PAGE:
The FM mentioned that while the budgeted expenditure of FY 2020-21 was Rs 30.42 lakh crore but due to incremental expenditure to contain Covid-19, actual expenditure was set to cross Rs 34.83 crore. Taking a hard look at Budget Statistics, we find that the additional expenditure in the Budget is almost entirely made up of repayment of offbalance sheet borrowings of the Government from entities like National Small Savings Funds (NSSF), in earlier years. Similarly, the FM’s assertion that out of the total expenditure of Rs 30.42 lakh crore, Rs 27.1 lakh crore was earmarked for Atmanirbhar packages is a play with figures; the stimulus packages were provisions for credit by banks and other institutions, the actual financial outlay of the Centre did not exceed Rs 2 lakh crore.
Budget 2021 has reduced the allocation for MNREGA from the RE of Rs 1,11,500 crore to Rs 73,000 crore. After spending Rs 42,617 crore on social assistance programmes in FY 2020-21, the expenditure proposed on social assistance programmes in 2021- 22 is a paltry Rs 9,200 crore, seemingly the Government is withdrawing support for the poor and marginalised, in a big way. Reduced allocations for MNREGA and social assistance programmes would shrink the safety net for the poor, who may face a difficult time in the coming year.
Probably, the Government being a staunch believer in the power of markets, wishes to prioritise the revival of the financial sector, feeling that the revival of financial markets would lead to a revival of the entire economy. Various measures have been announced and resources have been allocated for the benefit of the financial sector like the establishment of a ‘bad bank’ (asset reconstruction company or ARC), another development finance institution (DFI), bank recapitalisation etc. Major incentives have been announced for investors located in GIFT City, Gandhinagar. Further, no new revenue raising measures have been proposed in the Budget, despite a projected shortfall of Rs 2.89 lakh crore in tax receipts.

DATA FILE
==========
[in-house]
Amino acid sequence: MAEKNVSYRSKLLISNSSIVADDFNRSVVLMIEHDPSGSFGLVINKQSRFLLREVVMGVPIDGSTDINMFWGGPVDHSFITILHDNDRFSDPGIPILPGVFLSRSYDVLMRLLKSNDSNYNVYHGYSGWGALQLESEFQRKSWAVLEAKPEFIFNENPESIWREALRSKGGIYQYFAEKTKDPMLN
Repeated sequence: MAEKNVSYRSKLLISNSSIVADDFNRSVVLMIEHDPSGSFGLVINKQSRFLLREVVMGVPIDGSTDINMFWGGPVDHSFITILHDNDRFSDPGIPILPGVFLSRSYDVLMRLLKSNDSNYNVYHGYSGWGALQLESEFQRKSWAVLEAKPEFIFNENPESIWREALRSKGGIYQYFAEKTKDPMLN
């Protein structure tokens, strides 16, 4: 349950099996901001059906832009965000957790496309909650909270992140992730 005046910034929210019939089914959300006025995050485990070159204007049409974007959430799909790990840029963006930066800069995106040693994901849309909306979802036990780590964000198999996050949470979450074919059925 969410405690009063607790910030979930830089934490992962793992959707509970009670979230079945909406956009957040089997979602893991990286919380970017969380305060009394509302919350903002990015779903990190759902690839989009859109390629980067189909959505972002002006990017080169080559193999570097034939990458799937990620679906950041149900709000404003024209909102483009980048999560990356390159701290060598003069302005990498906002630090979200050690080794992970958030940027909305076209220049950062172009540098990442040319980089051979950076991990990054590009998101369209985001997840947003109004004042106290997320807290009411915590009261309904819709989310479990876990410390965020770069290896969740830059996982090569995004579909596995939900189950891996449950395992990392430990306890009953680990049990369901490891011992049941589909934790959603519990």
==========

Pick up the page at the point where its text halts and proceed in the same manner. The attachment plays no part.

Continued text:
On the other hand, the sum of Rs 64,180 crore allocated to Pradhan Mantri Aatmanirbhar Swasthya Bharat Yojana (PMASBY) for developing primary, secondary, and tertiary healthcare in addition to the National Health Mission is proposed to be spent in the next six years. Similarly, the allocation for the Jal Jeevan Mission is spread over the next five years and so is the allocation to Urban Swachh Bharat Mission 2.0.
Funds have been committed to the Production Linked Incentive Scheme (PLI) for the next five years, textile parks are to come up in the next three years. Similarly, a scheme to benefit discoms is to come up in the next five years, a scheme to fly the Indian flag on merchantmen would take five years. Such instances abound, lessening the clarity of Budget provisions and making one wonder if the Government is rethinking the abolition of the Five-Year Plans.